Warlock of the Witch World (Witch World Series 1: Estcarp Cycle, #4) - Andre Norton I toyed with giving Warlock of the Witch World (henceforth, WotWW) two stars because, compared to its predecessors, I didn’t enjoy reading it as much but the last third of the book and a conceit that I realized while writing this review redeemed it somewhat.

[b:Three Against the Witch World|2519588|Three Against the Witch World (Witch World Series 1 Estcarp Cycle, #3)|Andre Norton|http://d.gr-assets.com/books/1281655867s/2519588.jpg|1979484], the immediately previous novel, primarily followed Kyllan Tregarth, one of the triplets born to Simon and Jaelithe, as he broke the mental barrier that hid the East from the mind’s of Estcarp’s people and discovered the Old Race’s homeland of Escore. The triplets’ presence, however, awakened ancient Powers both Good and Evil and reignited the struggle that drove the original Witches from the land long ago. In WotWW, the story focuses on the second son of the trio – Kemoc, the titular “warlock.” The Valley of Green Silences, chief citadel of the Light, is besieged and its people are looking for allies. One of these potential friends is Dinzil of the Heights but Kemoc senses something foul underlying the man’s handsome and ostensibly friendly exterior. Unfortunately, no one else feels similarly and Kemoc has no supporting evidence. Dinzil seduces Kemoc’s sister, Kaththea, and lures her to his seat of power in the mountains. The book is the story of Kemoc’s efforts to rescue his sister and expose Dinzil’s malevolence.

I don’t believe I’m spoiling anything to say that he’s ultimately successful but the price is dear, and Norton again dwells upon a favorite theme in her writing – the personal cost of Power even when wielded for Good.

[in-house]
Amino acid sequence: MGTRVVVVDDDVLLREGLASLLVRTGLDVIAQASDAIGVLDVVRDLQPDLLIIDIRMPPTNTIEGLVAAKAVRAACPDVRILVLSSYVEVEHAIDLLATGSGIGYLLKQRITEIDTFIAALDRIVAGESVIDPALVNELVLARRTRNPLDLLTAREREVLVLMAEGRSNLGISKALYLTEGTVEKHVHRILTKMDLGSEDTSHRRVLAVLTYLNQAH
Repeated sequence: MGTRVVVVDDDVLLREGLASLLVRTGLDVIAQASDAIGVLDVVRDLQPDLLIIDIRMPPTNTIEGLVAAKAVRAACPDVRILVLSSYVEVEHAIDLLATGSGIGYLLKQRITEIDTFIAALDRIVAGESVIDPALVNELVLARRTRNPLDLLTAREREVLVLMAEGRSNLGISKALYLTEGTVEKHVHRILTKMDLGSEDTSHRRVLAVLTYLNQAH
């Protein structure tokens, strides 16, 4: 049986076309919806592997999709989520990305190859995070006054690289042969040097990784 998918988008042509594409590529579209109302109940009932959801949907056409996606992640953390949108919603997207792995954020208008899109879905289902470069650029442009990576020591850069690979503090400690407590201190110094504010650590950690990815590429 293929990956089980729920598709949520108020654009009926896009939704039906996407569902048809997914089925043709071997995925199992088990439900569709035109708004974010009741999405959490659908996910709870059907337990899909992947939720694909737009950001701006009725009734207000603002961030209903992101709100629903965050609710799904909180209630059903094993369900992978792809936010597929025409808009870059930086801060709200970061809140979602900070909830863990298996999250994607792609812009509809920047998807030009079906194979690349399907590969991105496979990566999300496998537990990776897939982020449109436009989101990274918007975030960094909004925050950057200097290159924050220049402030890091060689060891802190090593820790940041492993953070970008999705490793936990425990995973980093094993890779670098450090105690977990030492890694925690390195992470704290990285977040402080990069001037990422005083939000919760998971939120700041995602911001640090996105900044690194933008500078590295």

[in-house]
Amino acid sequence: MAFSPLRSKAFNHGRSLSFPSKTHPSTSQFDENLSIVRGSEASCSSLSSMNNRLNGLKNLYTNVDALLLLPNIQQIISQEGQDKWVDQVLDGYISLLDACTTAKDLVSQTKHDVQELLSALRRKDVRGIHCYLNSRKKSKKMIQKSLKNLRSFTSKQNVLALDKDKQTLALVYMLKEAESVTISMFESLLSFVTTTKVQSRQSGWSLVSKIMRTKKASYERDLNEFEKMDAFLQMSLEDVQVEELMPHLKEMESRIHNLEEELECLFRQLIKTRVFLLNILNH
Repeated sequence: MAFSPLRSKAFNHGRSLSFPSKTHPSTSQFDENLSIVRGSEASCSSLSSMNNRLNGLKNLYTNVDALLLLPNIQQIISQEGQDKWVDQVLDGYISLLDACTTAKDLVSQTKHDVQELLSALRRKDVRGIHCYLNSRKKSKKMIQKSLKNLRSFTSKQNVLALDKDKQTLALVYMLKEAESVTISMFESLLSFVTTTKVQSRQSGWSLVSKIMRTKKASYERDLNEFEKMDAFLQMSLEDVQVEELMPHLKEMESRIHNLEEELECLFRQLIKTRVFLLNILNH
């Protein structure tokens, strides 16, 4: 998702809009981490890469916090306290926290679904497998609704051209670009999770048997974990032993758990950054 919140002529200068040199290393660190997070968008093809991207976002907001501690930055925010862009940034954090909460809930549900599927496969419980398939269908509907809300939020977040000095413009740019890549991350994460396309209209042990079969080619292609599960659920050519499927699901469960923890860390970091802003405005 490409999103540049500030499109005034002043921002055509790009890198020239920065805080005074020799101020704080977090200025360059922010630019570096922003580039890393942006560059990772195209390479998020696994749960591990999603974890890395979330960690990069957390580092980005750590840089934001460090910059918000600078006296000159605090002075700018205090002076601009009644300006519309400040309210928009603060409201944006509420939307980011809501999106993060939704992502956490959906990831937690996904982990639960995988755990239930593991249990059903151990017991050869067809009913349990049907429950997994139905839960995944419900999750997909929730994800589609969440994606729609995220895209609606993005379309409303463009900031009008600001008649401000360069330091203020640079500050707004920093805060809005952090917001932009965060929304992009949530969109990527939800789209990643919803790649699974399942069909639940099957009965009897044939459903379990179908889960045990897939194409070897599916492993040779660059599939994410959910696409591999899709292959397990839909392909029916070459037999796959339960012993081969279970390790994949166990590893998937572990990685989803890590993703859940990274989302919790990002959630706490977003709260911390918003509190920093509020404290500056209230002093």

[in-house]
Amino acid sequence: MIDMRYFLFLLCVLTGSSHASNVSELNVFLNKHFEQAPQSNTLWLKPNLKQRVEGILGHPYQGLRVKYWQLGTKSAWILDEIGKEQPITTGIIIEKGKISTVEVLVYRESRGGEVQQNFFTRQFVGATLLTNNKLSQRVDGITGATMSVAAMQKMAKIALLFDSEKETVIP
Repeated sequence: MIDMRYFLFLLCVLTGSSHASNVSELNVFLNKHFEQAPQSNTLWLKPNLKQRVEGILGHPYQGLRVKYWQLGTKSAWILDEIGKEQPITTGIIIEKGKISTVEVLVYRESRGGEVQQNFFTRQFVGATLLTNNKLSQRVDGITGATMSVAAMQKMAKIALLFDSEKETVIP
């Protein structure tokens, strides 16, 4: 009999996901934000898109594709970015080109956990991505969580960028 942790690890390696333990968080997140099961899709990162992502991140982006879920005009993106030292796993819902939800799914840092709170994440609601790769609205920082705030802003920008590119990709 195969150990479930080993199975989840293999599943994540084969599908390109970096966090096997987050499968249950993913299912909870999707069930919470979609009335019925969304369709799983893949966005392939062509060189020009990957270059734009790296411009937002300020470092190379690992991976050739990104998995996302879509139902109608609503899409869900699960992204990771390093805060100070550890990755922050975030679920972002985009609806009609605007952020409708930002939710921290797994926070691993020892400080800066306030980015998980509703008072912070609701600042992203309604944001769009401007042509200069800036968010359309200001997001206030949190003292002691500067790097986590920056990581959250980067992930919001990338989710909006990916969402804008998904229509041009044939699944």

It’s not a bad tale. My chief problem is that I’m not very interested in Kemoc as a character. Two things annoyed me especially. One was that Kemoc spent a lot of time being rescued or relying upon the skill and power of others to get out of scrapes. Perhaps this is an inversion of the usual “girl needs rescuing by the hero” trope; a particularly insidious inversion as his guardian angel is Orsya, a Krogan girl who defies her people to aid him. If this is the case, it puts the book in a whole new perspective.

I’ve written elsewhere that Norton is a far subtler writer than usually given credit for, and this could be further proof of that.

The second annoyance is that Norton relies too heavily on chance-found magic items and not enough on the qualities and skills of her protagonists to advance the plot. For example, Kemoc uses a magic sword he stumbles upon without understanding how or even what he might unleash when he does. Similarly, he uses incantations learned when he was a student in Estcarp that awaken unknown Powers. (Though from a narrative perspective it was annoying, I did like how Norton depicted Kemoc’s use of the words of Power – “something answered” [original emphasis] and dire things happened.)

A final observation: While considering what to write here, I was struck by the parallels I saw between Norton’s “Witch World” series and [a:Robert Jordan|6252|Robert Jordan|http://d.gr-assets.com/authors/1175475715p2/6252.jpg]’s “Wheel of Time.” In both a near-utopian society is destroyed when some people – in their arrogance and lust for power – began experimenting with Powers little understood or ultimately controllable. After the ensuing apocalypse, the human survivors create a civilization ruled by female Witches who fear and distrust any male who exhibits a hint of Power. I don’t want or need to push the parallels much further but I wonder what, if any, influence Norton may have had on Jordan.

Even if not the best in the series, if you’ve fallen under the Witches’ spell then you should read Warlock of the Witch World.